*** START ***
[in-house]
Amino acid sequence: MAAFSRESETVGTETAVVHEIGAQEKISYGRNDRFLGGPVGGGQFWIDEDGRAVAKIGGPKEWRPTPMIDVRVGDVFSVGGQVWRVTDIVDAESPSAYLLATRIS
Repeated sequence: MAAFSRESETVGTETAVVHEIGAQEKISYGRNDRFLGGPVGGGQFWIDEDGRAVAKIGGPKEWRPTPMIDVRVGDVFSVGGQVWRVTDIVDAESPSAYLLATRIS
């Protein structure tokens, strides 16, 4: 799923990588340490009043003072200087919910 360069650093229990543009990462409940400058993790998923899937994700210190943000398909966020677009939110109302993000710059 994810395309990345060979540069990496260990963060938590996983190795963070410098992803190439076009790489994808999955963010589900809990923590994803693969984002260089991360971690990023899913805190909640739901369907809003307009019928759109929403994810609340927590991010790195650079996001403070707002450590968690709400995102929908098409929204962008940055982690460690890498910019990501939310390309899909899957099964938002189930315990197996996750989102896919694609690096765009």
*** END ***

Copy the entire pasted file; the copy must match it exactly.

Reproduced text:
[in-house]
Amino acid sequence: MAAFSRESETVGTETAVVHEIGAQEKISYGRNDRFLGGPVGGGQFWIDEDGRAVAKIGGPKEWRPTPMIDVRVGDVFSVGGQVWRVTDIVDAESPSAYLLATRIS
Repeated sequence: MAAFSRESETVGTETAVVHEIGAQEKISYGRNDRFLGGPVGGGQFWIDEDGRAVAKIGGPKEWRPTPMIDVRVGDVFSVGGQVWRVTDIVDAESPSAYLLATRIS
């Protein structure tokens, strides 16, 4: 799923990588340490009043003072200087919910 360069650093229990543009990462409940400058993790998923899937994700210190943000398909966020677009939110109302993000710059 994810395309990345060979540069990496260990963060938590996983190795963070410098992803190439076009790489994808999955963010589900809990923590994803693969984002260089991360971690990023899913805190909640739901369907809003307009019928759109929403994810609340927590991010790195650079996001403070707002450590968690709400995102929908098409929204962008940055982690460690890498910019990501939310390309899909899957099964938002189930315990197996996750989102896919694609690096765009």